Attached to the rocks and to each other, California mussels offer different kinds of habitats.
California mussels produce a liquid adhesive from a gland opposite the hinge; a special grove in the mussel’s foot directs the adhesive to connect to something hard. Exposure to the seawater makes the adhesive solidify as the foot is retracted, and the mussel tightens down the line to keep firmly in place.
Attached together, the mussels form beds at a characteristic level in the intertidal. Many other animals and some seaweeds attach to the mussel shells, including barnacles, calcareous tubeworms, and sea palms.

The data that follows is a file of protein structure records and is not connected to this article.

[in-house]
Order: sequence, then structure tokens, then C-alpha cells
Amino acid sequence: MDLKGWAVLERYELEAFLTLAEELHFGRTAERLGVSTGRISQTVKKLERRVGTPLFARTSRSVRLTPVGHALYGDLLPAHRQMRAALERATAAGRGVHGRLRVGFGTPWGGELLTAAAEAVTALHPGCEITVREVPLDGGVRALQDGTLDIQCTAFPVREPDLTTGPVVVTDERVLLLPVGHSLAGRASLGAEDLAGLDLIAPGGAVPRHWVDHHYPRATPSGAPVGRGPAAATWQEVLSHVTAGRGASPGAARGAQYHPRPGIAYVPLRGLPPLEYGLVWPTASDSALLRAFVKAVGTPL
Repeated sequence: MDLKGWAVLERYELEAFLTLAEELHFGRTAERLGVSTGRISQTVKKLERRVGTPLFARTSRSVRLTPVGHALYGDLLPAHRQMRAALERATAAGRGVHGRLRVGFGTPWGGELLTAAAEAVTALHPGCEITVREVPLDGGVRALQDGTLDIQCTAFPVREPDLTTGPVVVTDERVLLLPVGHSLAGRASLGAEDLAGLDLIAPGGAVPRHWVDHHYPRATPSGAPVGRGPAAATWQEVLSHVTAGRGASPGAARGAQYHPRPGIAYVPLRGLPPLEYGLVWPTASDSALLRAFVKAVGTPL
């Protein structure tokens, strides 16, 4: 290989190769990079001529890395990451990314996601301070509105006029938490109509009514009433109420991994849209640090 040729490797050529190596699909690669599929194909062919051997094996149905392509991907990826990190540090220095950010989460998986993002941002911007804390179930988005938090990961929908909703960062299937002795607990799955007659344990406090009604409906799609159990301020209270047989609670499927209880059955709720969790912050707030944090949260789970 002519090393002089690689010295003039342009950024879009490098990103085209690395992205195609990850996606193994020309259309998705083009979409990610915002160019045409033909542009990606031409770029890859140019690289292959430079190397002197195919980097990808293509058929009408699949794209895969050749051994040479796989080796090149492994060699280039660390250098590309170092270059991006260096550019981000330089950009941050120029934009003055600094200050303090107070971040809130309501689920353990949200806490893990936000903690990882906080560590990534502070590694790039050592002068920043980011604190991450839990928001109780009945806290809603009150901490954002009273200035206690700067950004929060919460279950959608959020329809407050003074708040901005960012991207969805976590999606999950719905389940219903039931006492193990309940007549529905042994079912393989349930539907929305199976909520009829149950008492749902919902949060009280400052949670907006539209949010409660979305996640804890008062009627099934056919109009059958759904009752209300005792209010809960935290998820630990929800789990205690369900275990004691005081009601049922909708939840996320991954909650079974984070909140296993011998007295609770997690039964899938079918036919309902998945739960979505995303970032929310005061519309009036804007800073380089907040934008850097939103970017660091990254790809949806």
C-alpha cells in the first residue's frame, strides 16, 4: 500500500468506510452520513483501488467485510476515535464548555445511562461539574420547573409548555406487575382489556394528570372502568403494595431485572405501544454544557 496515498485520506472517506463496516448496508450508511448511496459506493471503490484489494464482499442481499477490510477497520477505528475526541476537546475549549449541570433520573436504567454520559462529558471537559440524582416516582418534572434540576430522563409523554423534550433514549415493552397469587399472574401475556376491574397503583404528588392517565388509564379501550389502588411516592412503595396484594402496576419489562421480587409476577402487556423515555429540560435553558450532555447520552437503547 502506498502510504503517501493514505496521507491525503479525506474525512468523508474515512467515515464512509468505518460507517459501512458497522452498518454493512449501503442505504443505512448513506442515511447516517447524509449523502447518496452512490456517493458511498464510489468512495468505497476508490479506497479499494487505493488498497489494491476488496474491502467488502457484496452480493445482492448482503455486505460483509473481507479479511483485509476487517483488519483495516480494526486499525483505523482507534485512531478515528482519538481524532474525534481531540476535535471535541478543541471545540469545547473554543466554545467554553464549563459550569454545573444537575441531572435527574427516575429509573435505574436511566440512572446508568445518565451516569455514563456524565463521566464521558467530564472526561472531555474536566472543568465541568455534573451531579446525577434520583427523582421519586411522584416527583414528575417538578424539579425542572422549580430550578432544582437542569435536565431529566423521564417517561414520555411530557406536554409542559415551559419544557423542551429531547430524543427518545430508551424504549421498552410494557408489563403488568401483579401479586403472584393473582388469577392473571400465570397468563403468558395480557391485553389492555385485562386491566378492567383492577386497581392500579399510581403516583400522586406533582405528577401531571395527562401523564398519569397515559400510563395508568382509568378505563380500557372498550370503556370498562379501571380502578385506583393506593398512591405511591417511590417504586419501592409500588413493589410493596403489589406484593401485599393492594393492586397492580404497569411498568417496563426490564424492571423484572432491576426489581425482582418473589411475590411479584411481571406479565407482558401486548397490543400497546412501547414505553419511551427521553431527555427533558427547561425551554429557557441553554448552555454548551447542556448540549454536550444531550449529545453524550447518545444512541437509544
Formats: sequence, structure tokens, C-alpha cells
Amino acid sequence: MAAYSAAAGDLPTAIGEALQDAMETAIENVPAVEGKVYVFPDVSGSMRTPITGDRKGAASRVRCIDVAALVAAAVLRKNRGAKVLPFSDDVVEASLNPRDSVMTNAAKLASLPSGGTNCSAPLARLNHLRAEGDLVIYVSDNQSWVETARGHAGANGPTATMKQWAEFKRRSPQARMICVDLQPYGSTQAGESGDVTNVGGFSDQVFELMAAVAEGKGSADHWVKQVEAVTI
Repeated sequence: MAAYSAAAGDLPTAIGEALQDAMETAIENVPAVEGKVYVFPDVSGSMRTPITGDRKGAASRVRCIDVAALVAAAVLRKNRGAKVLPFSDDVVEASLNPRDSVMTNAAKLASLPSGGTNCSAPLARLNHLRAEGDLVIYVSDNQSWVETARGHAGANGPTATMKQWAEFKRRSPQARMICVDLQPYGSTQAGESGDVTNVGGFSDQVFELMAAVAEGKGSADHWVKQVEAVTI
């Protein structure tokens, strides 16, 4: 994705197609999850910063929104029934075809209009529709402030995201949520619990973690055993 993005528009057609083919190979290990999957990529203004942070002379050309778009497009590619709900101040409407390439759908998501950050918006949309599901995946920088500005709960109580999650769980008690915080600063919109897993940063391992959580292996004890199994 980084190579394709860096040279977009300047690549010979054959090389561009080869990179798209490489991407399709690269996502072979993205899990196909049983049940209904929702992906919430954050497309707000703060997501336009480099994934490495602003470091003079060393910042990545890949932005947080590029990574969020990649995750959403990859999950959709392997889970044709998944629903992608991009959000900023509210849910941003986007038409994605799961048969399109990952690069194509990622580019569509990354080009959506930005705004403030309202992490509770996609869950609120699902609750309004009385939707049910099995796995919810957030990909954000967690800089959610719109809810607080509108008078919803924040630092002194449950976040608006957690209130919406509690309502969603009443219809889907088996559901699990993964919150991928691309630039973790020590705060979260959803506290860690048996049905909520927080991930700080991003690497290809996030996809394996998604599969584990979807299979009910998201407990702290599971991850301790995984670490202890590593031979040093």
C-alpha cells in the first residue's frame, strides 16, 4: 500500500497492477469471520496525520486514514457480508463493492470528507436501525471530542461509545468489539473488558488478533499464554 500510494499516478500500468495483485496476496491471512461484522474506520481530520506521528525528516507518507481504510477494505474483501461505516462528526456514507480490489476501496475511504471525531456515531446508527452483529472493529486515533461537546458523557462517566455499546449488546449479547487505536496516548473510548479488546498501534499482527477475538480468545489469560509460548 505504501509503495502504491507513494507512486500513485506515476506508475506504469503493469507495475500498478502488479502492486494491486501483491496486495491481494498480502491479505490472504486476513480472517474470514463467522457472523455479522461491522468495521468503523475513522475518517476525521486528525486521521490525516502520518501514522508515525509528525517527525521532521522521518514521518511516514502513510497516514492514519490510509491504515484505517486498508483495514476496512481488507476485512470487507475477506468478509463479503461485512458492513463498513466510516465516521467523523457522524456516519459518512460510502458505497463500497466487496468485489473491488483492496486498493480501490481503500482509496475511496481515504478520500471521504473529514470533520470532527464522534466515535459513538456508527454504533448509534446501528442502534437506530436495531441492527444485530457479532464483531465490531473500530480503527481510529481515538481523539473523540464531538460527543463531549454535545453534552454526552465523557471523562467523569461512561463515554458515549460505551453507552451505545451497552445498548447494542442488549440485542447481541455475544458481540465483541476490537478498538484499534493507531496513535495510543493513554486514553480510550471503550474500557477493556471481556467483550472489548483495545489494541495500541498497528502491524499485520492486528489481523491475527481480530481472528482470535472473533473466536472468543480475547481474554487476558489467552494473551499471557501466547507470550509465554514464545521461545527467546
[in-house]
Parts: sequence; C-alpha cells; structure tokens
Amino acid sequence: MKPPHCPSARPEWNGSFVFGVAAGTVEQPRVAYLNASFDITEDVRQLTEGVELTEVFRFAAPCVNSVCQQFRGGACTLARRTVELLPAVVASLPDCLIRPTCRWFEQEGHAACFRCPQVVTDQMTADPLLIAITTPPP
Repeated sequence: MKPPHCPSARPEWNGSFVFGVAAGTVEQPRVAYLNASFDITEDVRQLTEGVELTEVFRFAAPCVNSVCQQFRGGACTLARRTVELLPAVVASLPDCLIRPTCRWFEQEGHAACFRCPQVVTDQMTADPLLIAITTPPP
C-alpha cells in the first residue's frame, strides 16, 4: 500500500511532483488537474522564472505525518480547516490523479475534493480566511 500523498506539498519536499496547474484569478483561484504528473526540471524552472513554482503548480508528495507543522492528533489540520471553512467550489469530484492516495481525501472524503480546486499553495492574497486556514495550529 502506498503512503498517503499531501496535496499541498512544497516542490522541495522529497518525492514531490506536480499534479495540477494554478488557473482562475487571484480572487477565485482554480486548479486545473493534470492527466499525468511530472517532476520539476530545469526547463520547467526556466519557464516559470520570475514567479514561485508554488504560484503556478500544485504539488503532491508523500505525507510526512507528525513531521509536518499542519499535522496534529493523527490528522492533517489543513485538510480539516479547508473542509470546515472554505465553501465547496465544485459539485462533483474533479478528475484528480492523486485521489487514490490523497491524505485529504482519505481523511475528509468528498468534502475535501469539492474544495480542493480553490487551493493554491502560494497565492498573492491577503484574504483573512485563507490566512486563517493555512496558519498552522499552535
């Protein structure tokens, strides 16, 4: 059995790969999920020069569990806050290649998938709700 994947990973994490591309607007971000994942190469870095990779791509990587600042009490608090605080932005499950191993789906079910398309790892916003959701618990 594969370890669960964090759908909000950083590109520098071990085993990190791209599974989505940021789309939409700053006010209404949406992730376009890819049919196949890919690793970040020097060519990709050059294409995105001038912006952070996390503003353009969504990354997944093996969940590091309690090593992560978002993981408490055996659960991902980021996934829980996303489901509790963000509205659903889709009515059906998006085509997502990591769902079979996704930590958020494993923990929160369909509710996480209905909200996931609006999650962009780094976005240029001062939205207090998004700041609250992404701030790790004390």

Since the mussels are bluntly pointed on the bottom, there’s some space between them even when the sides are packed together. The spaces under and between the mussels are a haven for many animals, protecting them from crashing surf at high tides and drying sun at low tides, as well as protecting them from many predators.
Take care to not dislodge the mussels and expose the life beneath.
Mussels can grow so large they wedge themselves off the rock, leaving a gap in the mussel bed—too, surf-borne rocks or logs and low-tide borne people sometimes remove sections of mussel beds. It takes many years for a healthy mussel bed to become reestablished in a bald patch.